bike touring tips: managing money on the road


It's easier than you think

Managing your money on the road is much easier than it used to be.  Today, most countriess are linked up to an international ATM network enabling you can get cash using your regular bank cards.  The days of spending the morning cashing traveler's checks or hunting down an exchange bureau are long gone.  

Before you set off on your bike tour abroad, you will want to check with your bank to see which international networks you will be able to use.  You can also check the back of your bank cards to see which international networks such as Cirrus or Plus your card is linked up to.  In our experience, A VISA card is slightly more useful than mastercard because some countries are only linked to the Visa network.    

Withdrawal fees can add up quickly.  Read your account terms carefully to know just how much you'll be forking out every time you get cash from an ATM machine.  Fees can be a fixed amount, say $5 per transaction, or they can be a percentage of the total withdrawal.  The current trend is for banks issuing cards to offer free overseas withdrawals.  But you can still get hit up by the foreign bank running the ATM.  Normally these fees (generally between $2-$4) are posted at the ATM machine itself.

cover all your bases

It's always best to leave home with several bankcards.  We've had our account at one bank blocked because they noticed unusual spending patterns.  This could have been a real nightmare, but fortunately we had back up cards.  

In addition to your bank cards, it's a good idea to carry a few hundred dollars (or euros)  worth of traveler's checks. We've been carrying around the same ones for years and they don't expire but we feel reassured knowing they're there.

A supply of cash is also good to keep on hand in developing countries.  We always carry US dollars and euros for changing in out of the way places.   Note that some currencies are almost worthless outside their borders.  Nobody wants your Congolese francs in the rest of Africa.  Money changers always want to get their hands on dollars and euros so you'll be assured of a good exchange rate.  And don't forget that there are still some countries that are not yet hooked up to international ATM networks, for example Sudan and Nigeria. In other countries, particularly in Central Asia, international ATMS are few and far between.  Just because you see lots of ATMs, doesn't mean those machines will be able to accept your card.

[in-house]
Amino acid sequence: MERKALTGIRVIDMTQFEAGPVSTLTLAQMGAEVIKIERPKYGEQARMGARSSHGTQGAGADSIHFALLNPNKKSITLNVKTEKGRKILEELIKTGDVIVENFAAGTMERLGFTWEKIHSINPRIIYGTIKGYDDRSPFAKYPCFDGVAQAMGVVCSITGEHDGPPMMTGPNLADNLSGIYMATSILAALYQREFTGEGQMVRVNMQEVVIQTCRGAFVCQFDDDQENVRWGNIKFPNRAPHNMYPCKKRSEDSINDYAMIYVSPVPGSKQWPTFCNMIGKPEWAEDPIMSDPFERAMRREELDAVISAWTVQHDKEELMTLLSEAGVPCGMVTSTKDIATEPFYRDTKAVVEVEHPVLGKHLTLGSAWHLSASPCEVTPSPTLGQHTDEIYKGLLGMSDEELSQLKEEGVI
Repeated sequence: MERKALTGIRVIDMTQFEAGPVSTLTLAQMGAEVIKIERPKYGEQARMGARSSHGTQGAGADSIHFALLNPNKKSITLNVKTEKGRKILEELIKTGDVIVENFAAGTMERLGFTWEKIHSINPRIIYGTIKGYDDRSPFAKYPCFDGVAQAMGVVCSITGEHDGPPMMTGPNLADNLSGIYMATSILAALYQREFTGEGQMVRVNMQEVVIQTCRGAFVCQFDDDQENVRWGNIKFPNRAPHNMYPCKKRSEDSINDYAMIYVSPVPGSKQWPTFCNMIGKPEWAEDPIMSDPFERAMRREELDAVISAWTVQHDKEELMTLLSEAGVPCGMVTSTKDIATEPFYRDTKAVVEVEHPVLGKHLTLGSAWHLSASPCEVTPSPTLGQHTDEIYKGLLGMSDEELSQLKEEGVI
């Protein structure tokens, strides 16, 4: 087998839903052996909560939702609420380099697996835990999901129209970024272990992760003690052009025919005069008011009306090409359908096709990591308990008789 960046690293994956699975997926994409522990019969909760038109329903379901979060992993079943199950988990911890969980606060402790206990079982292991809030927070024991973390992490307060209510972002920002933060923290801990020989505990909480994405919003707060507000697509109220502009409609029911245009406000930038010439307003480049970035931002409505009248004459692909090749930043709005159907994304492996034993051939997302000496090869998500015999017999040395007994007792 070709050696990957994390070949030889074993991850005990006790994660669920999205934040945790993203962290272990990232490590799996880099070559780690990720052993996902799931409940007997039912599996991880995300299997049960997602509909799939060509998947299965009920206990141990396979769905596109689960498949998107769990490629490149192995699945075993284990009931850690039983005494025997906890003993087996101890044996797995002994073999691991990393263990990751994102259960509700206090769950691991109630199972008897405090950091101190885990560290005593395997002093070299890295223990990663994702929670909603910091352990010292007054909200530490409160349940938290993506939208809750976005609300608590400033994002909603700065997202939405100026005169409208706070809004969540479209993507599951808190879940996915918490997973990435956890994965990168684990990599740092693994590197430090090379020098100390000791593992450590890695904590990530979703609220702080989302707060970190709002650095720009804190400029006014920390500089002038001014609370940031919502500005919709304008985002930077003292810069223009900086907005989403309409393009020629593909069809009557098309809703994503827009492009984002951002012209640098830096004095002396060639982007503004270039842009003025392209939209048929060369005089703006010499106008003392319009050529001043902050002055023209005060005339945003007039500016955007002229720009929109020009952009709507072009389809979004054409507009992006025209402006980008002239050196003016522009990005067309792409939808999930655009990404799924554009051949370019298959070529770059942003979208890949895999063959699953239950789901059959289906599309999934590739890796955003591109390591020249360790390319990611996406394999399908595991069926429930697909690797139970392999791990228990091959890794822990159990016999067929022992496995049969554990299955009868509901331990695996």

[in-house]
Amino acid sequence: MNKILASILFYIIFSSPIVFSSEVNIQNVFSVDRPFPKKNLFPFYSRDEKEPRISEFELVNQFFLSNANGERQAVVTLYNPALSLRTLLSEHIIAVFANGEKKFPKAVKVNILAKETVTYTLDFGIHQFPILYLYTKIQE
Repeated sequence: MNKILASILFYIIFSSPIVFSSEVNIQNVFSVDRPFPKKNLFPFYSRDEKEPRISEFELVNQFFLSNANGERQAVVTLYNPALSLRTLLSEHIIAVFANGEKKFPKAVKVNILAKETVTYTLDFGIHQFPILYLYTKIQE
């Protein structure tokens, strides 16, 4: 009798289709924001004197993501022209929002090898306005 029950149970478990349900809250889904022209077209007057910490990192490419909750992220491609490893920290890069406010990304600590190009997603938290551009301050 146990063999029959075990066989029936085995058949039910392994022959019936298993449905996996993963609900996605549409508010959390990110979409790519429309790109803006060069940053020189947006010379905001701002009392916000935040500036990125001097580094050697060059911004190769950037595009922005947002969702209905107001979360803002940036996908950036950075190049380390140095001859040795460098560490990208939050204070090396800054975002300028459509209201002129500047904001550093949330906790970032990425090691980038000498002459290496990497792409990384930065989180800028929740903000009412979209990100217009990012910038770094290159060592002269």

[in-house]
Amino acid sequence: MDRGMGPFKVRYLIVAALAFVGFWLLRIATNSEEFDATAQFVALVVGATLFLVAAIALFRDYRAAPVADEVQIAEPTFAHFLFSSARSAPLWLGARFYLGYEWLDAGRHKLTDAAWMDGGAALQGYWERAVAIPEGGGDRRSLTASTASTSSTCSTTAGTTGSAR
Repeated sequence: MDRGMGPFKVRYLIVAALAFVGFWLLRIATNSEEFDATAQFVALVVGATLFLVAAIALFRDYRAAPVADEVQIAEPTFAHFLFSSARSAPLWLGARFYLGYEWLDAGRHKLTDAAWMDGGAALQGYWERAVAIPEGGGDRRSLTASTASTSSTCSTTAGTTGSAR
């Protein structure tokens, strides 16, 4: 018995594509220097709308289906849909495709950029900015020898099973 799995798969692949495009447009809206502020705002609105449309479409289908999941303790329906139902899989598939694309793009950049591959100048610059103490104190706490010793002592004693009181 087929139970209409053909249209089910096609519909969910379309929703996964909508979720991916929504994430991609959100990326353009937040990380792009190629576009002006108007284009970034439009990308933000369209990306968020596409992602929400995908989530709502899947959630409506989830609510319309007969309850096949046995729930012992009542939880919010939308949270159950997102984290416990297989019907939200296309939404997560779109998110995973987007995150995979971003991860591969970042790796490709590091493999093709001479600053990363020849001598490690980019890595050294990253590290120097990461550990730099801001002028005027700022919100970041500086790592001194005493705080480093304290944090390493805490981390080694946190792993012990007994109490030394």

money changers and the black market

Many novice travelers are leery of changing on the street.  They tend to steer clear of the money changers lurking around most borders in the developing world. They're worried about getting ripped off or outright robbed.   They take to heart the signs expressly prohibiting money changers and warning travelers that changing money is illegal.  

We've changed money on the street from Pakistan to Peru and so far we've never had any problems.  0once, while changing money in Zambia under a big sign that read 'The changing of currency is Illegal', an immigration officer merely asked us to hurry up as it looked bad to be flaunting the law.  It's always best to be discrete.

In our experience, money changers are more or less honest.  It's unlikely that someone will try to outright rob you, but keep a sharp eye out when the counting is taking place. Crowds tend to gather during exchange rate negotiations. This can throw you off guard, so insist on doing business with one man only.  It's also a good idea to invest in a small pocket calculator to double check the money changer's calculations, this people are known to lop off zeros and these kind of 'mistakes' are never in your favor.

Getting a good exchange rate is tough.  Check the internet before you cross the border to know what the going rate is. Then you'll have to bargain hard because these guys are pros.  You may also want to try exchanging money directly with people traveling in the opposite direction.  This creates a win-win situation, cutting out the middleman.

internet banking
With the advent of internet banking, keeping track of your money couldn't be easier.  Be sure to set up internet banking well before you plan to set off on your bike tour.  You will need to get pin codes and access codes for transfers and this may take time. Familiarize yourself with the internet banking before you leave so you won't waste time in an internet cafe trying to figure out how thing work.  

These days you can do everything on-line: make transfers between accounts, pay bills, check investments.

no hassles ahead

With a little planning and practice, managing your money while you're out bike touring is as easy as fixing a flat tire.  The keys to no hassle finances are having alternate money sources, staying alert while changing money and becoming a pro at on-line banking.

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How do you manage money on the road?  What are your experiences with money changers?  Any tips for taking care of finances while you're away?  Please share in the comments section below.

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